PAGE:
It's Good To Be Kings
Who is more grossly materialistic, Kanye or Jay-Z?
The first thing even minimally class-conscious listeners will notice about Watch the Throne—the highly anticipated collaboration between Kanye West and Jay-Z—is how obsessed it is with status in general and brands in particular. Benzes, Louboutins, Basquiats, and sundry other signifiers of wealth clog up almost every verse on the record, no matter which star is on the mic. The boasting isn't limited to the lyric sheet, either. The album's cover is graced with the classiest possible form of glitz: a design from Riccardo Tisci, he of the house of Givenchy. The whole thing seems like a rich-person sandwich straight out of an old Soviet propaganda movie—the filling made from a rare animal's bone marrow, nestled between truffles coated with a sugar glaze, all of it stuffed between slices of bread stolen from the proletariat. Gross, right?
The gaudiness of Watch the Throne would have raised eyebrows during any week in recessional 2011, though it seemed especially discordant the week after S&P's downgrading of America's credit-worthiness. Hua Hsu, in an essay for Grantland, noted the album's reliance on "income-gap raps," while no less an authority than Chuck D crafted a response video to the Otis Redding-sampling "Otis," called "Notice." "Millions, billions, trillions/ whips wheelin'/ is a million miles from what people's feelin," Chuck admonishes (after opening with a de rigueur "no disrespect" to our "rap heroes"). Can Watch the Throne really be this blind to what's going on in the world outside the Mercer?
Perhaps. But there are two kinds of rich man's rhymes on this album, and it's worth understanding how they differ. Just because both men talk about their riches doesn't mean they're talking about them in the same way.
Kanye, depressingly, seems to be content with his shopping list as an end in itself. The guy who once backed up his Katrina-era criticism of Bush 43 by promising to ask his manager how much he could donate to victims now appears to be drained of whatever empathy he once possessed. He posits a "new religion" on the opening song "No Church in the Wild," a religion in which there will be no sexual sin "as long as there's permission" from the women in his threesomes. He then goes on to diss teachers and preachers for refusing to admit that monogamy is a drag. It's a far cry from the self-critical analysis of materialism and selfishness that he offered on 808s and Heartbreak. Further back, during the days of "Jesus Walks," West told us he hoped for salvation through prayer. Now, on "Otis," he says he knows he's never going to hell—because he wrote "Jesus Walks."
So, in a reversal of sorts, it's up to the normally unflappable Jay to have some trouble on his mind. While Kanye's verse on "Made in America" is about overcoming mockery at the hands of the South Park guys, Jay shouts out a conception of American success that extends beyond his own private Manifest Destiny. Of all the fine things Jay informs us he has enjoyed, he sounds most grateful to have once tasted his grandmother's banana pudding. He isn't just showing us that he remembers where he comes from; he's also letting us know that he can still find value, and sustenance, in something other than a luxury brand. Later in the track, we even catch a glimpse of him wondering whether he can pass on anything as authentic and homegrown as that pudding to his own children.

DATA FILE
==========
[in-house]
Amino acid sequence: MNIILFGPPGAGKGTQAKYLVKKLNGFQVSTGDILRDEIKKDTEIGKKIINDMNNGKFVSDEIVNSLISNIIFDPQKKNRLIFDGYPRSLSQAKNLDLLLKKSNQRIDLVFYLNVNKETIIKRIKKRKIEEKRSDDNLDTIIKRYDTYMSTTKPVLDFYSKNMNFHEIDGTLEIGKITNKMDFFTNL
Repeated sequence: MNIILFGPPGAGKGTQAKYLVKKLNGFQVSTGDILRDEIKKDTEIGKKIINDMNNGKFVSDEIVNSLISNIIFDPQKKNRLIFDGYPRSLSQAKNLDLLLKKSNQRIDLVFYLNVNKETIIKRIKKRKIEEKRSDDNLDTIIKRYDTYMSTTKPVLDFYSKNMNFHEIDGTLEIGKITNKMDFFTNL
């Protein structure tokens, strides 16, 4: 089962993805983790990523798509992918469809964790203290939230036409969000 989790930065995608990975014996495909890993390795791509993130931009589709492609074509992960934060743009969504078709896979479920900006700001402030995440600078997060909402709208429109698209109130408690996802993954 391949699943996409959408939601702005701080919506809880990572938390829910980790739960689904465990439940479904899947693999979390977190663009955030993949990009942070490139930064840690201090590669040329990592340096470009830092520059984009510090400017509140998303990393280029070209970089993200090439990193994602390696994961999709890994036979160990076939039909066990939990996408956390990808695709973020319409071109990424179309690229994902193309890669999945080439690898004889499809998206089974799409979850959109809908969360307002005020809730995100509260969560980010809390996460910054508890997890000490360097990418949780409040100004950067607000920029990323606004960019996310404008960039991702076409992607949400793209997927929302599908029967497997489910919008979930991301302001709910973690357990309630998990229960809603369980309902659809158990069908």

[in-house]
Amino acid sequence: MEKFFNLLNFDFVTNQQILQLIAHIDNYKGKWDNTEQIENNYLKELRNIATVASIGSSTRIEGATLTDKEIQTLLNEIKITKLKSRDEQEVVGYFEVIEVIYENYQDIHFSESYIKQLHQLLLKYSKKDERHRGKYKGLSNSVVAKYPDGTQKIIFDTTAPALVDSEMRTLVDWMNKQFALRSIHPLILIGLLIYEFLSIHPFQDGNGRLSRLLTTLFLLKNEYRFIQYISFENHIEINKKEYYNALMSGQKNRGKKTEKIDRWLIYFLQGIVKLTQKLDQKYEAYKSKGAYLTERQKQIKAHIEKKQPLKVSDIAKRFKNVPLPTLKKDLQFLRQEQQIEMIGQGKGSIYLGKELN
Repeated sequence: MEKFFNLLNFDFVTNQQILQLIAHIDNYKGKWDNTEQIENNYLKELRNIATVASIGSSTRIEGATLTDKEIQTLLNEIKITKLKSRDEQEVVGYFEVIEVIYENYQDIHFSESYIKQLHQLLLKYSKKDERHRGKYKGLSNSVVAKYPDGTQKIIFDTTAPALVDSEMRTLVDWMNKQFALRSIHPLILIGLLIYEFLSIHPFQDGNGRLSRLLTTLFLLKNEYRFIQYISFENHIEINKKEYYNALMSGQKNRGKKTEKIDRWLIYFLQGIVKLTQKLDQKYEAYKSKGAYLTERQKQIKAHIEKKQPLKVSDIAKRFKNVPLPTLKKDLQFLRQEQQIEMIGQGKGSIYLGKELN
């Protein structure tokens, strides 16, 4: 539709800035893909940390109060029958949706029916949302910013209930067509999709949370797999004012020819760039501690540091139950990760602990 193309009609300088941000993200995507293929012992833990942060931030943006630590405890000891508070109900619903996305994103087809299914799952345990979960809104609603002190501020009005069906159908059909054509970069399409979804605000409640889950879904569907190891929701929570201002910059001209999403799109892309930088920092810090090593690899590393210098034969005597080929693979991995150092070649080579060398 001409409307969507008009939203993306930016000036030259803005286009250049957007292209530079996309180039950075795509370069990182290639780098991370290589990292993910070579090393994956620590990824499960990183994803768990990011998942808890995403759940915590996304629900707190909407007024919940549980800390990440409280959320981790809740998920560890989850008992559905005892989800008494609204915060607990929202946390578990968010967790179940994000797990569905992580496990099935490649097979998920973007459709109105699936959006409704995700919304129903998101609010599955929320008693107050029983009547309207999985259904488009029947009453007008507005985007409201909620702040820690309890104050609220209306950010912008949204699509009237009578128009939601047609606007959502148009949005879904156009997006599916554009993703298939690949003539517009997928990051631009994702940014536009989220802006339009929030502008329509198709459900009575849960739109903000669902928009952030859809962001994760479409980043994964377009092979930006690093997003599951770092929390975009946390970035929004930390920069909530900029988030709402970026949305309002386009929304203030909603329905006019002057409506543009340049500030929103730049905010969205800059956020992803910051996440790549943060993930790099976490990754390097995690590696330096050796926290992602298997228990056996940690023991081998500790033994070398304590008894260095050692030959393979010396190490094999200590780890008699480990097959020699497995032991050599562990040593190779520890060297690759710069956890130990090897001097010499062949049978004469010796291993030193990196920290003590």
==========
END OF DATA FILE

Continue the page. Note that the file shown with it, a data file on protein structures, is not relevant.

"The scales was lopsided/ I'm just restorin' order" Jay says of his capitalistic rise. But he also recognizes that his own success is not enough. On "Murder to Excellence," he says, "Only spot a few blacks the higher we go. … We're gonna need a million more." (Kanye joins him in that sentiment, briefly, before departing to buy Gucci shoes at the mall.) In "Welcome to the Jungle," Jay notes how our institutions are ill-disposed to address the inequality that rests at the heart of his verses. "Where the fuck is the press?/ Where the fuck is the Pres?/ Either they know or don't care/ I'm fucking depressed." For all his bragging about "planking on a million," it's good to see that Jay knows there's some dirt that can't so simply be brushed off the national shoulder.
Especially since Kanye's runaway solipsism has vitiated his occasional ability to make a decent point. On the song "New Day," Kanye revisits (again) the pain of his Katrina-Bush moment, revealing that it's left him so jaded that he's done trying to do the right thing. Like Jay, Kanye is also thinking here about what he'll pass on to his children—but all he can come up with is bitterness. Of his future son West says: "And I'll never let him hit the telethon/ Even if people dyin and the world ends." In an earlier line, Kanye issues a sarcastic promise to make his son a Republican "so everybody know he love white people."
Both Kanye and Jay-Z are to some degree in thrall to a state of mind that John Keats once described as the "egotistical sublime," though only the latter is aware that acquisition for its own sake isn't enough. Jay not only makes Watch the Throne tolerable—he also suggests another way of thinking about the title. With Kanye, the gaze goes in one direction: We're meant to look at his throne while the MC barks out verses "that I hope will hurt you." Jay doesn't mind us looking at the king, precisely, but he's not above taking a second look at the structure that props him up—and with a critical eye.
Seth Colter Walls is a freelance reporter and critic whose writing has appeared in Newsweek, the Village Voice, the Washington Post and the Awl.
Photograph of Rapper Jay-Z by Kevin Winter/Getty Images; Kanye West by Daniel Boczarski/Getty Images for VEVO.